Retrospective cohort study.
The aim of this study was to assess 90-day readmission and evaluate risk factors associated with readmission after lumbar fusion in New York State.
Readmission is becoming an important metric for quality and efficiency of health care. Readmission and its predictors following spine surgery are overall poorly understood and limited evidence is available specifically in lumbar fusion.
The New York Statewide Planning and Research Cooperative System (SPARCS) was utilized to capture patients undergoing lumbar fusion from 2005 to 2014. Temporal trend of 90-day readmission was assessed using Cochran-Armitage test. Logistic regression was used to examine predictors associated with 90-day readmission.
There were 86,869 patients included in this cohort study. The overall 90-day readmission rate was 24.8%. On a multivariable analysis model, age (odds ratio [OR] comparing ≥75 versus <35 years: 1.24, 95% confidence interval [CI]: 1.13–1.35), sex (OR female to male: 1.19, 95% CI: 1.15–1.23), race (OR African-American to white: 1.60, 95% CI: 1.52–1.69), insurance (OR Medicaid to Medicare: 1.42, 95% CI: 1.33–1.53), procedure (OR comparing thoracolumbar fusion, combined [International Classification of Disease, Ninth Revision, ICD-9: 81.04] to posterior lumbar interbody fusion/transforaminal lumbar spinal fusion [ICD-9: 81.08]: 2.10, 95% CI: 1.49–2.97), number of operated spinal levels (OR comparing four to eight vertebrae to two to three vertebrae: 2.39, 95% CI: 2.07–2.77), health service area ([HSA]; OR comparing Finger Lakes to New York-Pennsylvania border: 0.67, 95% CI: 0.61-0.73), and comorbidity, i.e., coronary artery disease (OR: 1.26, 95% CI: 1.19–1.33) were significantly associated with 90-day readmission. Directions of the odds ratios for these factors were consistent after stratification by procedure type.
Age, sex, race, insurance, procedure, number of operated spinal levels, HSA, and comorbidities are major risk factors for 90-day readmission. Our study allows risk calculation to determine high-risk patients before undergoing spinal fusion surgery to prevent early readmission, improve quality of care, and reduce health care expenditures.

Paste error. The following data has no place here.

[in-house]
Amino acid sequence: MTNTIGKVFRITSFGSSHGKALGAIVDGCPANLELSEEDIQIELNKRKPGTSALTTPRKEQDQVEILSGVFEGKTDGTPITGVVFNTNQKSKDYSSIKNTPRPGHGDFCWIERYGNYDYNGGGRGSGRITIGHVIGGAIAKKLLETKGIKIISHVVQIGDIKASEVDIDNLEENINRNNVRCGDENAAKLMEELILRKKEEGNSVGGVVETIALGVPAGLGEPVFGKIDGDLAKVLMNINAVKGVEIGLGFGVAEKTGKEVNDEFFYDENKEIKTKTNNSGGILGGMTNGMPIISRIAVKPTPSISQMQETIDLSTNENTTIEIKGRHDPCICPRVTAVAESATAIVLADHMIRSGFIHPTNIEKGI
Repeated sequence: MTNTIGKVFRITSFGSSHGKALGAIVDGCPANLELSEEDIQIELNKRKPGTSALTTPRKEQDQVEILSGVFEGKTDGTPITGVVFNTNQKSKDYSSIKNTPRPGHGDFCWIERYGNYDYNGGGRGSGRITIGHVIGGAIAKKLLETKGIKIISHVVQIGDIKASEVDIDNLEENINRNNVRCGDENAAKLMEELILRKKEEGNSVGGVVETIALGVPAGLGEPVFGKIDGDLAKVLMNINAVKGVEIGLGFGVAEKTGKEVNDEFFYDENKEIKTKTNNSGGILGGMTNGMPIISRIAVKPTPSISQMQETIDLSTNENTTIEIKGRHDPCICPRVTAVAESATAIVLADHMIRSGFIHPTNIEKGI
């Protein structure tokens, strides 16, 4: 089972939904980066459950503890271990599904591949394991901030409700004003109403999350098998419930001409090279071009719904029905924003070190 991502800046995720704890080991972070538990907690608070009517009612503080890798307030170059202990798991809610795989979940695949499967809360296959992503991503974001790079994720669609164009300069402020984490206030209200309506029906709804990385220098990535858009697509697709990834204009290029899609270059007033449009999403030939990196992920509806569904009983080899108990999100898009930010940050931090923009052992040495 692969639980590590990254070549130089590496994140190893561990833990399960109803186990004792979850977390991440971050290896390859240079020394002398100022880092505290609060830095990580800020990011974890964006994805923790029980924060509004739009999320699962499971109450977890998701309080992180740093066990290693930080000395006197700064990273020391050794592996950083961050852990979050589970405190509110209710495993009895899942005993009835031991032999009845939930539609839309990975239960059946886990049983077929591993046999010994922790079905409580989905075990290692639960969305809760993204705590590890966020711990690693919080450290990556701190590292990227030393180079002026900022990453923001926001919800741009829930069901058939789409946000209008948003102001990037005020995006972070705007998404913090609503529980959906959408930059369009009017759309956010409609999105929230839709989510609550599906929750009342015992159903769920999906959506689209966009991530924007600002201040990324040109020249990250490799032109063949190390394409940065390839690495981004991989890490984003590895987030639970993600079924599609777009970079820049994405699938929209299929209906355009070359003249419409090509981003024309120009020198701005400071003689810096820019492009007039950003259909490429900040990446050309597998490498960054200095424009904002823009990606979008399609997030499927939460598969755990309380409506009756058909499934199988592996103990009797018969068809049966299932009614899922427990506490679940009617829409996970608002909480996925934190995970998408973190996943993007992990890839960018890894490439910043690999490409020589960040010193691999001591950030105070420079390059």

Level of Evidence: 3
∗Department of Neurological Surgery, Weill Cornell Brain and Spine Center, Weill Cornell Medicine, New York-Presbyterian Hospital, New York, NY
†Department of Orthopedics and Trauma Surgery, Medical Center—Albert-Ludwigs-University of Freiburg, Faculty of Medicine, Freiburg, Germany
‡Department of Healthcare Policy and Research, Weill Medical College of Cornell University, New York, NY.
Address correspondence and reprint requests to Ali A. Baaj, MD, Department of Neurological Surgery, Weill Cornell Brain and Spine Center, Weill Cornell Medical College, New York-Presbyterian Hospital, 525 East 68th Street, Box 99, New York, NY 10065; E-mail: firstname.lastname@example.org
Received 28 November, 2016
Revised 27 February, 2017
Accepted 29 March, 2017
AAB and GL contributed equally to this work.
The manuscript submitted does not contain information about medical device(s)/drug(s).
NY State Empire Clinical Research Investigator Program (ECRIP) Center award and the Patient-Centered Comparative Effectiveness Program funds were received in support of this work.
Relevant financial activities outside the submitted work: grants.
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